Use of Tools

While these tools are primarily used by clinicians, knowing about them is useful in being proactive in managing one’s own health.  For example, if you have already started making the dietary and lifestyle changes to lower insulin resistance, having your fasting insulin measured along with your fasting blood glucose, will enable your doctor or myself to calculate your progress, as well as recommend adjustments in your plan.

Have questions?

Why not send me a note using the “Contact Us” form at the top of this webpage.

To our good health!



Gutch, M, Kumar, S, Razi, SM, et al,  Assessment of Insulin Sensitivity / Resistance, Indian J Endocrinol Metab. 2015 Jan-Feb; 19(1): 160—164.

HOMA Calculator©, University of Oxford, Diabetes Trials Unit, Oxford Centre for Diabetes, Endocrinology and Metabolism:

Copyright ©2017 BetterByDesign Nutrition Ltd.  LEGAL NOTICE: The contents of this blog, including text, images and cited statistics as well as all other material contained here (the ”content”) are for information purposes only.  The content is not intended to be a substitute for professional advice, medical diagnosis and/or treatment and is not suitable for self-administration without regular monitoring by a Registered Dietitian and with the knowledge of your physician. Do not disregard medical advice and always consult your physician with any questions you may have regarding a medical condition or before implementing something you have read or heard in our content. 

Part 1: What is Insulin Resistance?

The hormone insulin plays a number of roles, one of which is to help move the glucose that is produced from the digestion of food – from the blood and into the cells for energy. Insulin resistance is where the body isn’t responding to insulin’s signals to take up glucose, so blood glucose remains high, despite normal or high levels of insulin.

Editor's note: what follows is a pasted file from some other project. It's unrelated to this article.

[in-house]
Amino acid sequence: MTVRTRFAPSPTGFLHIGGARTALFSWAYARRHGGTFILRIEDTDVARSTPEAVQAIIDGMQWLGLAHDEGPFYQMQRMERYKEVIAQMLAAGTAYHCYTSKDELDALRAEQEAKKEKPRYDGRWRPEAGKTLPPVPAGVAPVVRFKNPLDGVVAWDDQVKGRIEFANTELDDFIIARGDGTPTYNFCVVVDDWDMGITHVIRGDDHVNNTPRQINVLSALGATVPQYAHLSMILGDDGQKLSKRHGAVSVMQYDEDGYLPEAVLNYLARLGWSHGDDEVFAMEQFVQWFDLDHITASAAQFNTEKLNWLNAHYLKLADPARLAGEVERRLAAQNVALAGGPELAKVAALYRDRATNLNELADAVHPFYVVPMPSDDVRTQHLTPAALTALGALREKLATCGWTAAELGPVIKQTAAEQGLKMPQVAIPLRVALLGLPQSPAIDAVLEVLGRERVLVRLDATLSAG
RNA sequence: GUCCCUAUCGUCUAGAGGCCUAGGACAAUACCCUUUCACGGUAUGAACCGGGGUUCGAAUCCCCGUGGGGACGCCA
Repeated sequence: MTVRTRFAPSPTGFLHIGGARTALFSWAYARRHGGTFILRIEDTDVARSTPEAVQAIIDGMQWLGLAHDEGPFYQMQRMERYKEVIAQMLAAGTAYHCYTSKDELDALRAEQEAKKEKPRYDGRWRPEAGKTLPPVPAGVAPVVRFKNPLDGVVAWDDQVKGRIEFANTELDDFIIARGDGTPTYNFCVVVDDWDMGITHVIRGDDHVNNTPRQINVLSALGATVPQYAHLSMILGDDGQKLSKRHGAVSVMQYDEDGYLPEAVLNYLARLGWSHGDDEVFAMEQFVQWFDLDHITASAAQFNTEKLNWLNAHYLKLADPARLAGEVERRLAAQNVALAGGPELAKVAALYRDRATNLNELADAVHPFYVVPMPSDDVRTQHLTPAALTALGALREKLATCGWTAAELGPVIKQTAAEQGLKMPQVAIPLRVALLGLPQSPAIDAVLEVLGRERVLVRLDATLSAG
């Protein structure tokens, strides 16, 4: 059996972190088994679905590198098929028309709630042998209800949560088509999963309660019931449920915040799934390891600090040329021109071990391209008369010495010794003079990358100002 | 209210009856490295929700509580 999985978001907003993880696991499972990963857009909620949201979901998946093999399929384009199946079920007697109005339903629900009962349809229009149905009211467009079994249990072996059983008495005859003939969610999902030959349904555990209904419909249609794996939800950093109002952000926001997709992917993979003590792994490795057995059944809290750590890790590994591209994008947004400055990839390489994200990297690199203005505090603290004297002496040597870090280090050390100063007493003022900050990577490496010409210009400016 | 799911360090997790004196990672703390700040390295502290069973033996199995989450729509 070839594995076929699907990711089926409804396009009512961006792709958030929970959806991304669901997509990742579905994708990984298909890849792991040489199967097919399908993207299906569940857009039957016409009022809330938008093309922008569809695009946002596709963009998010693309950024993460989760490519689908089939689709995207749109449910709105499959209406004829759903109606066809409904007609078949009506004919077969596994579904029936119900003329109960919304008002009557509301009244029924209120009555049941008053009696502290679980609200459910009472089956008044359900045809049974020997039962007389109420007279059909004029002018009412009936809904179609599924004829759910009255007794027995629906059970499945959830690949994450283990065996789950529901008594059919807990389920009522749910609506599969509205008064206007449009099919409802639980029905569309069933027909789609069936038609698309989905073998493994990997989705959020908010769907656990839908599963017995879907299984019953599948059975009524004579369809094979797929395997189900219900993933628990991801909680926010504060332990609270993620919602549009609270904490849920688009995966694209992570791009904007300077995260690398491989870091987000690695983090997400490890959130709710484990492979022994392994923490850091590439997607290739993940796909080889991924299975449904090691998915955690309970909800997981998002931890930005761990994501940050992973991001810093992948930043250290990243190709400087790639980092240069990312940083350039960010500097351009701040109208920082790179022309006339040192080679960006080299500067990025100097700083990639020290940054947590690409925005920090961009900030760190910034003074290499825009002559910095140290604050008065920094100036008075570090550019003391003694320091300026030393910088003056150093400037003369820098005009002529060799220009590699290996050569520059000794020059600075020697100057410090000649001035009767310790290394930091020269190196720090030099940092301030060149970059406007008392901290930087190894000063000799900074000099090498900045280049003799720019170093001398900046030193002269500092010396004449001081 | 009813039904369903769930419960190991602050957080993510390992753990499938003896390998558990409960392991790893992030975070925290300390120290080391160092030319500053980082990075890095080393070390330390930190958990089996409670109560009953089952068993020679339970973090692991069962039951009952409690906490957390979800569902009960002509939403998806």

Type 2 Diabetes (T2D) is essentially a state of very high insulin resistance.

Insulin normally goes up when we eat foods that contain carbohydrate (breads, pasta, rice, fruit, milk products, etc.) and acts on the liver to help store the incoming food energy – first as glycogen and when liver and muscle glycogen stores are “full”, it acts to store the excess energy as fat (de novo lipogenesis).

When we haven’t eaten for a while or are sleeping, the hormone glucagon acts to break down the glycogen in our muscles and liver (glycogenolysis) in order to supply our brain and cells with glucose. Insulin acts to inhibit glucagon’s action, which signals the body to stop making new glucose from its glycogen stores. When our glycogen stores run out (such as when we are fasting), the body turns to non-carbohydrate sources such as fat to make the glucose it needs for essential functions (gluconeogenesis).

When we are insulin resistant, insulin continues to act on the liver to signal it to store energy. When glycogen stores are “full”, it stores the excess energy as fat. When fat stores are “full”, the body starts storing the excess fat that the liver keeps making, inside the liver itself.  There shouldn’t be fat in the liver, but when we are insulin resistant, such as in Type 2 Diabetes excess fat gets stored in the liver in a condition known as “fatty liver disease”.

In insulin resistance, the liver becomes more sensitive to insulin’s signal to make fat (and as a result keeps making more and more fat) yet at the same time, the liver becomes less sensitive to insulin’s inhibition of glucagon – resulting in more and more glucose being produced and released in the blood.

High levels of glucose remain in the blood despite adequate insulin, and it is this high level of blood glucose that is the hallmark symptom of Type 2 Diabetes. For the same quantity of insulin released, the body moves less and less glucose into the cell. 

What does the body do to compensate? It makes more insulin!

KEY POINT: Insulin resistance results in the increased production of insulin. Increasing blood sugar CAN a symptom, caused by the insulin resistance, but blood glucose can be normal and one can still be insulin resistant (see Featured Article on Insulin Resistance).

When we are insulin resistant and keep eating a carb-based diet, the body requires more and more insulin in order to move the same amount of glucose into the cell.

The main issue then becomes too much insulin (hyperinsulinemia).

Defining the Problem Defines the Treatment

In Type 2 Diabetes (which is in essence, very high insulin resistance), the symptom is high levels of glucose in the blood. That is not the cause. It is the symptom.

High levels of glucose in the blood resulting from uncontrolled Type 2 Diabetes, results in proteins in the body becoming “glycosylated”. Glucose, is a highly reactive molecule and easily accepts (or “shares”) electrons from other molecules – especially from the amino acid Lysine, which is found in virtually every protein in the body. When Lysine and glucose share an electron, it creates an irreversible chemical bond between the glucose molecule and the protein – and that protein is said to have become glycosylated. It is this glycosylation that lies behind the complications found in Diabetes.